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    ABSTRACT: The popularity of New Year's resolutions suggests that people are more likely to tackle their goals immediately following salient temporal landmarks. If true, this little-researched phenomenon has the potential to help people overcome important willpower problems that often limit goal attainment. Across three archival field studies, we provide evidence of a "fresh start effect." We show that Google searches for the term "diet" (Study 1), gym visits (Study 2), and commitments to pursue goals (Study 3) all increase following temporal landmarks (e. g., the outset of a new week, month, year, or semester; a birthday; a holiday). We propose that these landmarks demarcate the passage of time, creating many new mental accounting periods each year, which relegate past imperfections to a previous period, induce people to take a big-picture view of their lives, and thus motivate aspirational behaviors. Data, as supplemental material, are available at
    Full-text · Article · Oct 2014 · Management Science
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    • "Construal Level Theory suggests that temporal distance changes people’s reaction to future stimuli by reconstructing their mental representations of the future events. Specifically, as the temporal distance increases, events are represented in a more abstract and general way (Liberman and Trope, 1998; Trope and Liberman, 2003). That is to say, in the Chiu (2012) study, individuals considering condition in the distant future engaged in abstract and high-level representations while those prospecting for the near future formed low-level representations. "
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    ABSTRACT: Reflecting on past events and reflecting on future events are two fundamentally different processes, each traveling in the opposite direction of the other through conceptual time. But what we are able to imagine seems to be constrained by what we have previously experienced, suggesting a close link between memory and prospection. Recent theories suggest that recalling the past lies at the core of imagining and planning for the future. The existence of this link is supported by evidence gathered from neuroimaging, lesion, and developmental studies. Yet it is not clear exactly how the novel episodes people construct in their sense of the future develop out of their historical memories. There must be intermediary processes that utilize memory as a basis on which to generate future oriented thinking. Here, we review studies on goal-directed processing, associative learning, cognitive control, and creativity and link them with research on prospection. We suggest that memory cooperates with additional functions like goal-directed learning to construct and simulate novel events, especially self-referential events. The coupling between memory-related hippocampus and other brain regions may underlie such memory-based prospection. Abnormalities in this constructive process may contribute to mental disorders such as schizophrenia.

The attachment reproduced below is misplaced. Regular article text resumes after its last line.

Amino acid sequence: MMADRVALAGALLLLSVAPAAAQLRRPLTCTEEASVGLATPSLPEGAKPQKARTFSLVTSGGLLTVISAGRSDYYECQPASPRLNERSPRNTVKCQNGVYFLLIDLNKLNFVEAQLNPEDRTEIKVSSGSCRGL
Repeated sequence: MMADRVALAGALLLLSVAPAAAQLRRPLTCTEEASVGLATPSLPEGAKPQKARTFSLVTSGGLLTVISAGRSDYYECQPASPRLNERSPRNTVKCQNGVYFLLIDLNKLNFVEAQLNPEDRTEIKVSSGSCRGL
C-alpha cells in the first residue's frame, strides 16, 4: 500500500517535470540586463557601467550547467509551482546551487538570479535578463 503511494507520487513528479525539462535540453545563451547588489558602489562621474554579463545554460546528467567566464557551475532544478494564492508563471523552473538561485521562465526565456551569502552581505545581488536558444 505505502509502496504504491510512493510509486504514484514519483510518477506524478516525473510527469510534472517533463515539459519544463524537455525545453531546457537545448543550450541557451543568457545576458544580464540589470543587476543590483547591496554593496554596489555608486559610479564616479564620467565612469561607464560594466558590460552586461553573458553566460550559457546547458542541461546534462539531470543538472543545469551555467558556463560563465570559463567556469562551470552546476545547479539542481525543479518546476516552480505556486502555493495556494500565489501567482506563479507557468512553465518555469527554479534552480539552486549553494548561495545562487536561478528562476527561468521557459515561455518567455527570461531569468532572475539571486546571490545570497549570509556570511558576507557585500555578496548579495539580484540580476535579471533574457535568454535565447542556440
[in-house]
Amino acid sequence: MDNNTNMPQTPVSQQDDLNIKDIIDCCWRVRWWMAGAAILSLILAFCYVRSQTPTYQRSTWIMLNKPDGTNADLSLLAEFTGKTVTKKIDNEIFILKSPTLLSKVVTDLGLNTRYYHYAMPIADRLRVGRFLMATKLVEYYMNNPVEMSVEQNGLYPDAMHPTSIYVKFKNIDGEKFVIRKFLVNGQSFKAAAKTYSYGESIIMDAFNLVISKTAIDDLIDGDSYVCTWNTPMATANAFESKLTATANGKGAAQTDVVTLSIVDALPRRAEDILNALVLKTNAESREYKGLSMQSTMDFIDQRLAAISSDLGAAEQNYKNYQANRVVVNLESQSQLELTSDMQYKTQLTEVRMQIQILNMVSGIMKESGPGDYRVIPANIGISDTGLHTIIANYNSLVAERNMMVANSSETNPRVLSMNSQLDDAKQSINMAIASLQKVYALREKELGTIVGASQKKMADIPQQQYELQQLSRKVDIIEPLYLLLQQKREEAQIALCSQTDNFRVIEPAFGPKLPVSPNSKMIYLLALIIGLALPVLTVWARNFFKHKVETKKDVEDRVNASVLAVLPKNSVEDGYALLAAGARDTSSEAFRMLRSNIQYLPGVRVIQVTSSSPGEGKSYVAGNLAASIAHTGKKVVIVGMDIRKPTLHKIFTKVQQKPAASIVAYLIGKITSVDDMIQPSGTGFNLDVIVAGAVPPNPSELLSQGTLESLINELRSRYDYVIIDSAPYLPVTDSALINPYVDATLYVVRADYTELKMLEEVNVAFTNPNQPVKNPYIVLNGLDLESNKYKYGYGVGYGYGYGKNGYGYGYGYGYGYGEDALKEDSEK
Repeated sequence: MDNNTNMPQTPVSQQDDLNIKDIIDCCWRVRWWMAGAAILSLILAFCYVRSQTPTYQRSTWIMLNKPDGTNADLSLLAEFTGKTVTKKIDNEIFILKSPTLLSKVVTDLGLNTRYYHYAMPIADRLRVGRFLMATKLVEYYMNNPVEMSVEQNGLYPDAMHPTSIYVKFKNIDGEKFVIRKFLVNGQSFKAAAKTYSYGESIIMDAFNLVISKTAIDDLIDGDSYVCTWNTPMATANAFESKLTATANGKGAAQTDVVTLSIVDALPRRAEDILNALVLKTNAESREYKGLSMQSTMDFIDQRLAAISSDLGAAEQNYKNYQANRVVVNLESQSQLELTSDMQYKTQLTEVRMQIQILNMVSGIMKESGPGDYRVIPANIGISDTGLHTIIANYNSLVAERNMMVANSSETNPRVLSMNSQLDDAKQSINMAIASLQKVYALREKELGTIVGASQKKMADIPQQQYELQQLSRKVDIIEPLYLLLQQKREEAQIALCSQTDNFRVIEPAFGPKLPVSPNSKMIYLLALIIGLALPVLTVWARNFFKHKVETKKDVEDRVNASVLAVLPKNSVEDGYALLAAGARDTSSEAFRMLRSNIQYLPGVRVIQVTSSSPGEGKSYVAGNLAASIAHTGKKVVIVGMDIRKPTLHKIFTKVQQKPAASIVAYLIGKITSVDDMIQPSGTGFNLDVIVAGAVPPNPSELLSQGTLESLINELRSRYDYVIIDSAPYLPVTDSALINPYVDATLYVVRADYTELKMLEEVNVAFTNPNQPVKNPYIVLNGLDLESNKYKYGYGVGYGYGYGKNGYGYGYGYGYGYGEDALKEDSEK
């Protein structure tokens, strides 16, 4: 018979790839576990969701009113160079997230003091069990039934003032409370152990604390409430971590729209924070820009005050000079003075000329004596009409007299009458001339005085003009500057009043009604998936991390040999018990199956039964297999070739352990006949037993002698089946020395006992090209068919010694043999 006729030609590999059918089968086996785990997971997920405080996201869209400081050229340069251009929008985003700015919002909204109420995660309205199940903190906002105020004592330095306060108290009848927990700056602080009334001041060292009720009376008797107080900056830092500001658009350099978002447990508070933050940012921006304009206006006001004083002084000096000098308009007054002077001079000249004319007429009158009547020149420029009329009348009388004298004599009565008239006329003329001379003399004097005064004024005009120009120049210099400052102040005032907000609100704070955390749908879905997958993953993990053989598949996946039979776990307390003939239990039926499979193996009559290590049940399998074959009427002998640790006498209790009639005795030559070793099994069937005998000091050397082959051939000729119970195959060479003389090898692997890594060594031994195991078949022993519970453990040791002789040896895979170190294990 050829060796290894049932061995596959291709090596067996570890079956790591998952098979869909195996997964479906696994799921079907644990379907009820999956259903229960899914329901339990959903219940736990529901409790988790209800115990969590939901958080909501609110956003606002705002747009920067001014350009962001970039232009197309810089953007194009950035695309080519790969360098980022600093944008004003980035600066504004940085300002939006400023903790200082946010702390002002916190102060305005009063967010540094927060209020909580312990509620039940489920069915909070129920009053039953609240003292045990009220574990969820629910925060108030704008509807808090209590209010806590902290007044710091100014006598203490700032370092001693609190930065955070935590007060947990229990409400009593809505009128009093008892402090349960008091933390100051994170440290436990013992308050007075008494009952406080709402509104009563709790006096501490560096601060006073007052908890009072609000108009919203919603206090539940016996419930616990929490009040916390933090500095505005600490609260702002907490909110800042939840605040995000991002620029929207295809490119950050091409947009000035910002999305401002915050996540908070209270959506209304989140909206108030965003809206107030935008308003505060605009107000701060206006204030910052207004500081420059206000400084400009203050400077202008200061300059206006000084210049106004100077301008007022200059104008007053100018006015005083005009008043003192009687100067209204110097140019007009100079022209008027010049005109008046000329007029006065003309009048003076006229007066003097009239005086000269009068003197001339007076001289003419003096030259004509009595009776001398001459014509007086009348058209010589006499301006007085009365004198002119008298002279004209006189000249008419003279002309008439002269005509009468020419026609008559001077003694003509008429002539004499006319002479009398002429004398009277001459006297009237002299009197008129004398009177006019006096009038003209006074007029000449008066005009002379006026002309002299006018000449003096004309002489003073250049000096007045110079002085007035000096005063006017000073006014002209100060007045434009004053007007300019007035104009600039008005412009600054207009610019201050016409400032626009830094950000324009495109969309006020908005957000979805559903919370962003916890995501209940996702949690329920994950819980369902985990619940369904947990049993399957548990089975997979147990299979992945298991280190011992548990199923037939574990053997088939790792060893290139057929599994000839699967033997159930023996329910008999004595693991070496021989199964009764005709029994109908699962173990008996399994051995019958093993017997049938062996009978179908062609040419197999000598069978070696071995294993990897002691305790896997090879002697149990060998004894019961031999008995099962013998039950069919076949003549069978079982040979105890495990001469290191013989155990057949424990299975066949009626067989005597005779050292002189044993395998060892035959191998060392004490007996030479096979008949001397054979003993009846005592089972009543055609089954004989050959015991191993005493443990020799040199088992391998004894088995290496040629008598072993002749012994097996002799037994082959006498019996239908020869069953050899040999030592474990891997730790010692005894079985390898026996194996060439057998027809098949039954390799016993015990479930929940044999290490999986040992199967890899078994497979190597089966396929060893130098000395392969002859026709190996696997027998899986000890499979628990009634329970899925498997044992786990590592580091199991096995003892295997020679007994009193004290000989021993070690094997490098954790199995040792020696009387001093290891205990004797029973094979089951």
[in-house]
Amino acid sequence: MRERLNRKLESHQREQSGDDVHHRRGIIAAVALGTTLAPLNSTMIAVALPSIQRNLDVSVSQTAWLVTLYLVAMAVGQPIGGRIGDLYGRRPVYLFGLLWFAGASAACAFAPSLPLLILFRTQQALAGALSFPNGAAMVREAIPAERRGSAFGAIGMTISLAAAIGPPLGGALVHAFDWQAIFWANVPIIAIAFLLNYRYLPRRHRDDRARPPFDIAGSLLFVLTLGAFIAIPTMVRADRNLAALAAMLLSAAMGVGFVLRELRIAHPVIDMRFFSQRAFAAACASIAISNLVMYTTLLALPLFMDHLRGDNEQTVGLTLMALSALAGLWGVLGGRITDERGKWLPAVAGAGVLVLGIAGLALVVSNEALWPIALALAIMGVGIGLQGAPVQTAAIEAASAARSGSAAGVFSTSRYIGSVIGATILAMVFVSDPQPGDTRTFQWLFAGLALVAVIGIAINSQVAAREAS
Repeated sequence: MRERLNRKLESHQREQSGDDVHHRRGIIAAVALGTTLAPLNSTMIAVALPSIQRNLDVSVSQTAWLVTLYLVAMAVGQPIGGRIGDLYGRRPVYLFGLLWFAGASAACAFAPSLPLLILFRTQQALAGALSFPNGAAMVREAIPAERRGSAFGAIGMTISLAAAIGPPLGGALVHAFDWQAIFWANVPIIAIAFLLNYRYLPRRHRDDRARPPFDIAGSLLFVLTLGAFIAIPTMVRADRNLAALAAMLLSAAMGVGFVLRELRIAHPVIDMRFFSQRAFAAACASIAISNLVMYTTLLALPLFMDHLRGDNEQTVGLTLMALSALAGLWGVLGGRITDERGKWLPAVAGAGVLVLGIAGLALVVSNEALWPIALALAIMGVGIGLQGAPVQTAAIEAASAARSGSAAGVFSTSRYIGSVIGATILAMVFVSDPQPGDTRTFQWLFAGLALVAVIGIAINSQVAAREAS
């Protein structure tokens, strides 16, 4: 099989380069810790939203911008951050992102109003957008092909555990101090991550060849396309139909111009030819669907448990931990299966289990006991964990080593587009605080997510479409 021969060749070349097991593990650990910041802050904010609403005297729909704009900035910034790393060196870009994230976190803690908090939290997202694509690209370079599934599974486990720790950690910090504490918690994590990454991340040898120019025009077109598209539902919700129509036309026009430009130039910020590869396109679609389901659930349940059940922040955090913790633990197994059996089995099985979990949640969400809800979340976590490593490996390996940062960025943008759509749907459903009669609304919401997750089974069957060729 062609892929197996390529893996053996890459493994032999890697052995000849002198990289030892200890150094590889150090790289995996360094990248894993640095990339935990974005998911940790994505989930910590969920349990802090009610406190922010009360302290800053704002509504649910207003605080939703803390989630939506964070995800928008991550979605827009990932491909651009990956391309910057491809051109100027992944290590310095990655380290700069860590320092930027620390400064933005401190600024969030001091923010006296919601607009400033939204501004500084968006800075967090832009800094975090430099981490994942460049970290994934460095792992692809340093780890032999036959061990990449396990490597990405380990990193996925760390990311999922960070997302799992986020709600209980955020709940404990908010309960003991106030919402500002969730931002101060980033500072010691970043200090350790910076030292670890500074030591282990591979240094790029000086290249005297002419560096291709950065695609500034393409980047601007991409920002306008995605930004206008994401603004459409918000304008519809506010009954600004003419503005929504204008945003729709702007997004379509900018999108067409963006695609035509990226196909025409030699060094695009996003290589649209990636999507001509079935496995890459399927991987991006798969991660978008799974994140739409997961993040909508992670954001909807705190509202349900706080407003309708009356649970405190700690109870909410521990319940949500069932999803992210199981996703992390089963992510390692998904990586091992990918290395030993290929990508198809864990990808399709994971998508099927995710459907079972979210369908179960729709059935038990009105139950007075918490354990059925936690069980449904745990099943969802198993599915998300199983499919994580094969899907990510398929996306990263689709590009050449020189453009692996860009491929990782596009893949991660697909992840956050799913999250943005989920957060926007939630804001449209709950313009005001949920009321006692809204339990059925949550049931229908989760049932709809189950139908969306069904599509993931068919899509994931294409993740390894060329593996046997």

Full-text · Article · Aug 2014 · Frontiers in Psychology